The technique of soldering wires has remained common for at least a century, however crimp terminals came into use in the middle of the 20th century. In 1953, AMP Incorporated (now TE Connectivity) introduced crimp barrel terminals, and in 1957 Cannon Brothers experimented with machined contacts integrating crimp barrels.[28] During the 1960s, several standards for crimp connectors were published, including MS3191-1, MS3191-4 and MIL-T-22520. In 2010, the predominant standard for crimp connectors changed to MIL-DTL-22520.[29]

See also


  1. ^ a b c "What is a Crimping Tool?". Retrieved 2023-11-15.
  2. ^ a b c d "What Is a Crimping Tool Used For? - Woodsmith Guides". Woodsmith. 2022-08-14. Retrieved 2023-11-15.
  3. ^ "5 Types Of Crimping Tools Explained". Retrieved 2023-11-15.
  4. ^ a b c Quality Crimping Handbook (PDF). Molex Application Tooling Group. 1996. Archived (PDF) from the original on 2021-08-18. Retrieved 2023-11-16.
  5. ^ Mazda, F. F. (2013-10-22). Electronics Engineer's Reference Book. Butterworth-Heinemann. ISBN 9781483161068. Archived from the original on 2018-01-22.
  6. ^ "Jameco Catalog". Archived from the original on 22 March 2018. Retrieved 21 March 2018.
  7. ^ a b c "Crimped Joints". Archived from the original on 2018-01-22.
  8. ^ "Crimping Tool For N Type Coaxial Cable Connectors". Archived from the original on 30 August 2023. Retrieved 30 August 2023.
  9. ^ "Crimp vs. Solder" (PDF). Aviel Electronics Catalog. 2013. Archived (PDF) from the original on 26 February 2020. Retrieved 1 July 2019.
  10. ^ Elliott, Brian (2007). Electromechanical devices & components illustrated sourcebook. McGraw-Hill. pp. 151. ISBN 978-0-07-147752-9.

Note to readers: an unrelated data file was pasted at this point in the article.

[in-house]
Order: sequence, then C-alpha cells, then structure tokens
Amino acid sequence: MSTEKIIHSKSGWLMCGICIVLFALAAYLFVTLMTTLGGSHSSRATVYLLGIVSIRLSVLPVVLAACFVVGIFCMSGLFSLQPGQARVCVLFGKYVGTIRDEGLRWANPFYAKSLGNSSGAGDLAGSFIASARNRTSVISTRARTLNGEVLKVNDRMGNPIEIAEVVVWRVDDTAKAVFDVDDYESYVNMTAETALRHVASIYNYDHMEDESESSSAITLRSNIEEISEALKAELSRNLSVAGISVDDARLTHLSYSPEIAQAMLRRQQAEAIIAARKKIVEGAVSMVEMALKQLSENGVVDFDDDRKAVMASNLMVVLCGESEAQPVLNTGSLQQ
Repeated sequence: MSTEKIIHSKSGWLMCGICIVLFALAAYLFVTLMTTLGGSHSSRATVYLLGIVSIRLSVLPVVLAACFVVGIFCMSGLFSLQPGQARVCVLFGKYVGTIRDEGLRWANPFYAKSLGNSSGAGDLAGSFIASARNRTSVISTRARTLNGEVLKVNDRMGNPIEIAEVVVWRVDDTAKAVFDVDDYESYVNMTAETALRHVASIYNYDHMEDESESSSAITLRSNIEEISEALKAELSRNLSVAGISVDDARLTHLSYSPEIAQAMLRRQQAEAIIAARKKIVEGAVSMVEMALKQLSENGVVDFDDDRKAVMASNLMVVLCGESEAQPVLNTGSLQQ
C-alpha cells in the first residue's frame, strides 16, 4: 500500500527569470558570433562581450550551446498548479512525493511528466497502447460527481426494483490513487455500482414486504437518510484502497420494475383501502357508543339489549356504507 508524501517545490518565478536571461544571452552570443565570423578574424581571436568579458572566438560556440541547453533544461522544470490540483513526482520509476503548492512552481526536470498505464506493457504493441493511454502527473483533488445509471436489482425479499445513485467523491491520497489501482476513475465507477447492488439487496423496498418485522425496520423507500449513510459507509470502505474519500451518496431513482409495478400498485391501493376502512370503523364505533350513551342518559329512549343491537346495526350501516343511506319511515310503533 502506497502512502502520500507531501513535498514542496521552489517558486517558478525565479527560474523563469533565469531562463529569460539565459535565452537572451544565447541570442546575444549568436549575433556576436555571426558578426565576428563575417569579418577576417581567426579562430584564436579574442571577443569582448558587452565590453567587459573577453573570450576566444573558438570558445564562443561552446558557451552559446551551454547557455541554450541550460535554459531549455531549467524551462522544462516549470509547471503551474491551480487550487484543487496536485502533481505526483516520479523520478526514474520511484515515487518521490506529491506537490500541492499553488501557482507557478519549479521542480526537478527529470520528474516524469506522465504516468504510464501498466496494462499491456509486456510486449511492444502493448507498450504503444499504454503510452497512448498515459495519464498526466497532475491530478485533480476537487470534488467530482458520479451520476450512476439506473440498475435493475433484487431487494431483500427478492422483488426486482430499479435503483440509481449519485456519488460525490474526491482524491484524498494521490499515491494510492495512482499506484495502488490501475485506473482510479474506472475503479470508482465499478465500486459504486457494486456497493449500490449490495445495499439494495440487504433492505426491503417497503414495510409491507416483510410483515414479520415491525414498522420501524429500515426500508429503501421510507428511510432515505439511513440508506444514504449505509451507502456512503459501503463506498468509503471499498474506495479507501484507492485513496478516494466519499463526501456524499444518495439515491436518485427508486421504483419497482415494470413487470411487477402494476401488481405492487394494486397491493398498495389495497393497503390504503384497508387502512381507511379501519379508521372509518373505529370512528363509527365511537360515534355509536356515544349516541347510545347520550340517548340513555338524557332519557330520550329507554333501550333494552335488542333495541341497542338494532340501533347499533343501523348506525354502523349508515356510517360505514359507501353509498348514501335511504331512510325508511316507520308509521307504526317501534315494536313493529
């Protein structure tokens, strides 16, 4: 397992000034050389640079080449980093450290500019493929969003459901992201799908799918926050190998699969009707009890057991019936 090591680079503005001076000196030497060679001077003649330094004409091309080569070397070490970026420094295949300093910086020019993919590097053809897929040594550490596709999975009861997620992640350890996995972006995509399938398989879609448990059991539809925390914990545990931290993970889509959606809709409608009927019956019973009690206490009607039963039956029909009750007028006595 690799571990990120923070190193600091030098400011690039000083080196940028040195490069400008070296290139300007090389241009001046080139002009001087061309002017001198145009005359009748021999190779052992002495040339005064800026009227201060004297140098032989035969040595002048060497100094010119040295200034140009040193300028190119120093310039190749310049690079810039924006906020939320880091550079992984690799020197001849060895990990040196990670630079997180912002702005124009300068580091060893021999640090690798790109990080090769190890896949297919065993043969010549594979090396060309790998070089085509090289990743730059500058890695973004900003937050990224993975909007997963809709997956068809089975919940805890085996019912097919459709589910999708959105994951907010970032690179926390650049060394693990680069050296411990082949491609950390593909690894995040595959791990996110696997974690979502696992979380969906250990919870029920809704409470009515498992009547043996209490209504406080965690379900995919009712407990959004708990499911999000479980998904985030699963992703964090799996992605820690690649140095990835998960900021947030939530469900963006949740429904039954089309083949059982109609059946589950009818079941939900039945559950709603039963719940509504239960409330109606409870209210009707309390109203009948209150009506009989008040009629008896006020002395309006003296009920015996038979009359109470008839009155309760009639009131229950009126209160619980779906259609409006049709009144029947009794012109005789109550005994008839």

11. ^ "Crimp vs Solder: Pros and Cons". RF Connectors. 1 December 2004. Archived from the original on 1 July 2019. Retrieved 7 July 2019.
  12. ^ XJ4Ever; Schmuckatelli Heavy Industries. "You're, like, crimping my style, man" (PDF). Archived (PDF) from the original on 21 December 2018. Retrieved 7 July 2019.((cite web)): CS1 maint: numeric names: authors list (link)
  13. ^ "Crimp Quality Guidelines" (PDF). TE Connectivity Application Tooling. May 2011. Archived from the original (PDF) on 2 July 2013. Retrieved 7 July 2019.
  14. ^ a b "Electronic Installation Practices Manual". NAVSHIPS 900171 (U.S. Navy). 23 May 1952. Archived from the original on 13 July 2015. Retrieved 12 July 2015.
  15. ^ a b "2.8 mm Apex Terminal Crimp Guidelines" (PDF). Archived from the original (PDF) on 14 July 2015. Retrieved 12 July 2015.
  16. ^ a b c d e f g h i "Crimp symbols". Archived from the original on 2015-07-12.
  17. ^ a b c d "Forms of Crimping". Archived from the original on 2017-11-17.
  18. ^ a b c d "Ferrules: Your Best Insurance Against Costly Connection Failure" (PDF). Archived (PDF) from the original on 2017-12-01.
  19. ^ "Electrical Terminals - Pin and Receptacle Type". Archived from the original on 12 July 2015. Retrieved 11 July 2015.
  20. ^ Worley, Jon (31 July 2018). "Circular Connector Terminology Guide". NYK Component Solutions. Archived from the original on 26 June 2019. Retrieved 7 July 2019.
  21. ^ Typical crimp BNC connector[permanent dead link]
  22. ^ "Typical manual crimp tool for fitting BNC and other coaxial connectors to cables" (PDF). Archived from the original (PDF) on October 29, 2014.
  23. ^ "Typical coax one-operation stripper" (PDF). Archived from the original (PDF) on October 29, 2014.
  24. ^ "Cross Sectioning". Archived from the original on 2017-06-20.
  25. ^ "Tensile Test". Archived from the original on 2017-12-01.
  26. ^ "Wire Harness Manufacturing Terms, Tools, and Tips of the Trade". Archived from the original on 2023-11-15. Retrieved 2023-11-16.
  27. ^ "AMP Standard Terminals and Splices" (PDF). Archived (PDF) from the original on 2015-07-13.
  28. ^ "Crimping Facts". Archived from the original on 13 May 2015. Retrieved 11 July 2015.
  29. ^ "MIL-DTL-22520: Crimping Tools, Wire Termination, General Specification for". Archived from the original on 1 December 2017. Retrieved 11 July 2015.